College Educator Development Program Module 5: Outcomes-Based Education is one of 6 learning modules created by a collaboration of six Ontario colleges: Conestoga, Fanshawe, Lambton, Mohawk, Niagara and St.Clair. The focus of Module 5 is to assist college instructors in developing learning outcomes which are aligned to the three requirements of Canadian education programs: vocational learning, employable skills, and general education. The module is divided into the following components: program standards; writing learning outcomes; evaluating learning outcomes; assessments and evaluation. The material is free. There is an additional resources tab with worksheets and a transcripts tab.
Type of Material:
Online Course Module
This would serve as a strong supplemental resource for pre-service teachers, as well as educators seeking a refresher on writing effective learning outcomes. It would be useful to educators for pre-course planning. It can be used in a self-paced environment or as part of a workshop on course development.
The module runs in SoftChalk and Articulate Storyline, so you may need the Flash plugin updated to access the content. The material did not work using the Opera browser but did work with Google Chrome.
Identify Major Learning Goals:
The site aims to teach users how to write meaningful and measurable learning outcomes (objectives) to support student-centered education.
Target Student Population:
The target student population is Canadian university faculty members in all disciplines. However, other university faculty members and course developers will find the learning material useful as well especially the writing, evaluating, and assessing learning outcomes presentations.
Prerequisite Knowledge or Skills:
Users should have some knowledge of learning outcomes and a role in curriculum development in order to best benefit from the content. Experience teaching, subject matter knowledge and knowledge of course and program standards would be extremely useful.
The lessons present critical content that all educators should be aware of, regardless of their discipline or field of study. The examples are culled from various subject areas, making the content flexible for use in many applications. Learning objectives are presented at every stage.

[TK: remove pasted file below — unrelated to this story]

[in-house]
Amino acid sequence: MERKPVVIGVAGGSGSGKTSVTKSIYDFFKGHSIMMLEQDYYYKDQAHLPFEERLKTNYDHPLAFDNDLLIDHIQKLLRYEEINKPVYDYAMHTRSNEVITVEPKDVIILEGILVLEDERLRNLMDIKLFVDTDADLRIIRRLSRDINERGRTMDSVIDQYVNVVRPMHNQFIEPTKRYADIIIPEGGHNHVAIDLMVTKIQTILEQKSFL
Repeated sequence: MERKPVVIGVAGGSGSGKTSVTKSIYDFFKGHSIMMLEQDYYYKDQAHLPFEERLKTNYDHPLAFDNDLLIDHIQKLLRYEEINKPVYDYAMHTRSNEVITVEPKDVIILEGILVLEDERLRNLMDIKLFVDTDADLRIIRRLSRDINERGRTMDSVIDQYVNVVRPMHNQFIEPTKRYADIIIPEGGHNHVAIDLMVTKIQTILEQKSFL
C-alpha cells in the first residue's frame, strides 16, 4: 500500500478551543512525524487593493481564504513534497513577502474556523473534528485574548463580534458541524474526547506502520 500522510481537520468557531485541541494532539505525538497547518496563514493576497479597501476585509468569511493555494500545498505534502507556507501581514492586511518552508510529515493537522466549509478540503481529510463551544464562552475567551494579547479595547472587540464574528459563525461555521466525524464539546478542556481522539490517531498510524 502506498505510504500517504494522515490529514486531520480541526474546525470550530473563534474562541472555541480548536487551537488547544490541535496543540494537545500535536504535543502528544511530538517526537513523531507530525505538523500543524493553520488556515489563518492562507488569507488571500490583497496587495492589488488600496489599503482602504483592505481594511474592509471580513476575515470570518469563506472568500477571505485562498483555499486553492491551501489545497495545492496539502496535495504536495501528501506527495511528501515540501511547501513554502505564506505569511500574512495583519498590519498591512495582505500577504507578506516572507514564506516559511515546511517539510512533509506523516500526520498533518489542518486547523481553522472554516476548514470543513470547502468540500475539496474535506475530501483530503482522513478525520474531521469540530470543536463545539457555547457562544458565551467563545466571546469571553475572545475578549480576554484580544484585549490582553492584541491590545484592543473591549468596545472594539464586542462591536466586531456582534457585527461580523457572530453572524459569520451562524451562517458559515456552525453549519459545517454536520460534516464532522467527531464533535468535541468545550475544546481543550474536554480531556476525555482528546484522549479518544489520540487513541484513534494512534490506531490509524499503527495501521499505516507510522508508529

Much of the content is universally recognized as important for all educators to learn. However, because the scope of the content is limited to teachers within the Ontario College System, there are come components shared that could be better expanded upon or contextualized to reach a broader audience. This is such a great resource, it would be helpful to open up some of the language to system-agnostic terms such that more teachers could benefit from the material. There are practice exercises but without an instructor or interactive feedback, there is no way to gauge the understanding of the material.
Potential Effectiveness as a Teaching Tool
At the very first click, it is easy to identify the learning goals for this resource! The module seeks to give users hands-on practice in the creation of learning outcomes. With a combination of activities that have users interacting with the system, writing on paper, and reflecting on their own teaching and learning, users can easily put the material into practice.
While it reads cohesively as a standalone module, the material would need to be broken apart and chunked in order for it to be used in a larger array of learning assignments.
Ease of Use for Both Students and Faculty
Some of the strongest features of Articulate Storyline were leveraged in order to allow the user to engage with the presentation in different ways. Additionally, the use of multiple narrators, embedded media, captioning and transcripts, and other well-planned design details all help to support the content delivery. The material is easy to navigate; there is a menu with hyperlinked topics on the left that remains visible throughout.
There are times where the user has to figure out which timeline is the one that they should pay attention to (the one from Storyline or the one from the embedded media) which becomes a bit confusing. There are also large swaths of time within the presentation where there is narration and nothing occurring on the screen, making it easy to lose focus or become distracted by a lack of system feedback.
There is no placeholder indicating where the user stopped should they leave and return to the course. The quizzes do not provide the correct answer to incorrectly answered questions. The learner has to keep trying different choices to learn the correct answer.
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